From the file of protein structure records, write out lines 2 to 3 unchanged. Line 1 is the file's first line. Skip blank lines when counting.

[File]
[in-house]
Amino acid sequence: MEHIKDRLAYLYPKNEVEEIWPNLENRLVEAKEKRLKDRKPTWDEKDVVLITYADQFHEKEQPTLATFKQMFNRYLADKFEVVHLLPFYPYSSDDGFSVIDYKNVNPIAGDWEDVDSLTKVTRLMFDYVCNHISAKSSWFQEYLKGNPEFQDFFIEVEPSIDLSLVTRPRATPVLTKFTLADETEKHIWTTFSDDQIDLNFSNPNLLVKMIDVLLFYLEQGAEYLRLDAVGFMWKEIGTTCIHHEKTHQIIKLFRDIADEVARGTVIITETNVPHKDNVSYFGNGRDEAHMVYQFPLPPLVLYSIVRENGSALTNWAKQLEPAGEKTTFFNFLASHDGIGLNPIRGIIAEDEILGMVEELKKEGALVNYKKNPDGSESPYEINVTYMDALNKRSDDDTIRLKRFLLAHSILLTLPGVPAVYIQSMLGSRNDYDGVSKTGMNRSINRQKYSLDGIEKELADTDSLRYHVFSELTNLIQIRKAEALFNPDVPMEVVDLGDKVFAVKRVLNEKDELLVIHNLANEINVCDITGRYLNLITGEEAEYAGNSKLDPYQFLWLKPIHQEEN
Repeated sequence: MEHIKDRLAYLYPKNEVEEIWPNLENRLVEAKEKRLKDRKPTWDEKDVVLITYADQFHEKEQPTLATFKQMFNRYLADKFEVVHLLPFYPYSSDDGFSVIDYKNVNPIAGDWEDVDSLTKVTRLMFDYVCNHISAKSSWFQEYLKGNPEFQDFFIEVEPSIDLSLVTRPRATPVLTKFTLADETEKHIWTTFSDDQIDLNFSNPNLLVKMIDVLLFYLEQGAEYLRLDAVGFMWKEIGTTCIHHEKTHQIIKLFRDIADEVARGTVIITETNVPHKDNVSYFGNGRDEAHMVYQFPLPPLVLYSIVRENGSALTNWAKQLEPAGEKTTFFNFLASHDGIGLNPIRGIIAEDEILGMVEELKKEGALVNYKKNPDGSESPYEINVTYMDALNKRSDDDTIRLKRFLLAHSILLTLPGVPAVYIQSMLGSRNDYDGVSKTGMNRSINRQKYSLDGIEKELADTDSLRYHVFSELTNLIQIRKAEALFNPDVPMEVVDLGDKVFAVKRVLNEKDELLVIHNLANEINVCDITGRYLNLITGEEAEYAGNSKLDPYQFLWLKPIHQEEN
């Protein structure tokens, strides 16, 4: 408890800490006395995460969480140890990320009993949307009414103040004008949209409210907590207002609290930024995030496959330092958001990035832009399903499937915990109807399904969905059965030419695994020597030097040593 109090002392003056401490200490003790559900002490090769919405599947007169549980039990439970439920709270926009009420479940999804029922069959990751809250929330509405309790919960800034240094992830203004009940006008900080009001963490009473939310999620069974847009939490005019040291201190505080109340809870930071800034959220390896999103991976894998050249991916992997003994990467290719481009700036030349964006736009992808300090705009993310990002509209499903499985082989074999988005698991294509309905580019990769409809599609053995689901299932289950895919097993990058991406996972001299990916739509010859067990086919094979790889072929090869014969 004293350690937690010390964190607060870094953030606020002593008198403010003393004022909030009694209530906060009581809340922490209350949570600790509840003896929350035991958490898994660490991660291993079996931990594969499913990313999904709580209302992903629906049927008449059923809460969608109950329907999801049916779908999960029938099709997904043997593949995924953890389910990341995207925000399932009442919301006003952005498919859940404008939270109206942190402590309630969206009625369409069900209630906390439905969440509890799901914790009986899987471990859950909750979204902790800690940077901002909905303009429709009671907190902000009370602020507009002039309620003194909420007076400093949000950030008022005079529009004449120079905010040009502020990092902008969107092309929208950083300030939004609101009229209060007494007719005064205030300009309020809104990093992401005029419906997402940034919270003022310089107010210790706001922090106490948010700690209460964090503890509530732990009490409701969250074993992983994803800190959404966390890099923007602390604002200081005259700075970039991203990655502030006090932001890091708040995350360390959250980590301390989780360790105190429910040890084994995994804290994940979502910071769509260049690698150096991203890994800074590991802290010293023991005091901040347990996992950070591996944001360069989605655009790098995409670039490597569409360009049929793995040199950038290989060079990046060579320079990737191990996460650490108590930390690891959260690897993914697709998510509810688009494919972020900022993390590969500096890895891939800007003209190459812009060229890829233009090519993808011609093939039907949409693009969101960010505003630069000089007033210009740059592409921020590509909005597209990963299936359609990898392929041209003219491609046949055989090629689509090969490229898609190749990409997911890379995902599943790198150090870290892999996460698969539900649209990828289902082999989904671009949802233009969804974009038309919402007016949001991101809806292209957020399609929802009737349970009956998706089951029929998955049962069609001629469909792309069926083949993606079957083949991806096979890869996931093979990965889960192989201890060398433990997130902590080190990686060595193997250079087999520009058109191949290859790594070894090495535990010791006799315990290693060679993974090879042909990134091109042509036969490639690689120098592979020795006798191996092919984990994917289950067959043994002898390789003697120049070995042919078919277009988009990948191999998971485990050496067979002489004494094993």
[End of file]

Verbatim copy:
Amino acid sequence: MEHIKDRLAYLYPKNEVEEIWPNLENRLVEAKEKRLKDRKPTWDEKDVVLITYADQFHEKEQPTLATFKQMFNRYLADKFEVVHLLPFYPYSSDDGFSVIDYKNVNPIAGDWEDVDSLTKVTRLMFDYVCNHISAKSSWFQEYLKGNPEFQDFFIEVEPSIDLSLVTRPRATPVLTKFTLADETEKHIWTTFSDDQIDLNFSNPNLLVKMIDVLLFYLEQGAEYLRLDAVGFMWKEIGTTCIHHEKTHQIIKLFRDIADEVARGTVIITETNVPHKDNVSYFGNGRDEAHMVYQFPLPPLVLYSIVRENGSALTNWAKQLEPAGEKTTFFNFLASHDGIGLNPIRGIIAEDEILGMVEELKKEGALVNYKKNPDGSESPYEINVTYMDALNKRSDDDTIRLKRFLLAHSILLTLPGVPAVYIQSMLGSRNDYDGVSKTGMNRSINRQKYSLDGIEKELADTDSLRYHVFSELTNLIQIRKAEALFNPDVPMEVVDLGDKVFAVKRVLNEKDELLVIHNLANEINVCDITGRYLNLITGEEAEYAGNSKLDPYQFLWLKPIHQEEN
Repeated sequence: MEHIKDRLAYLYPKNEVEEIWPNLENRLVEAKEKRLKDRKPTWDEKDVVLITYADQFHEKEQPTLATFKQMFNRYLADKFEVVHLLPFYPYSSDDGFSVIDYKNVNPIAGDWEDVDSLTKVTRLMFDYVCNHISAKSSWFQEYLKGNPEFQDFFIEVEPSIDLSLVTRPRATPVLTKFTLADETEKHIWTTFSDDQIDLNFSNPNLLVKMIDVLLFYLEQGAEYLRLDAVGFMWKEIGTTCIHHEKTHQIIKLFRDIADEVARGTVIITETNVPHKDNVSYFGNGRDEAHMVYQFPLPPLVLYSIVRENGSALTNWAKQLEPAGEKTTFFNFLASHDGIGLNPIRGIIAEDEILGMVEELKKEGALVNYKKNPDGSESPYEINVTYMDALNKRSDDDTIRLKRFLLAHSILLTLPGVPAVYIQSMLGSRNDYDGVSKTGMNRSINRQKYSLDGIEKELADTDSLRYHVFSELTNLIQIRKAEALFNPDVPMEVVDLGDKVFAVKRVLNEKDELLVIHNLANEINVCDITGRYLNLITGEEAEYAGNSKLDPYQFLWLKPIHQEEN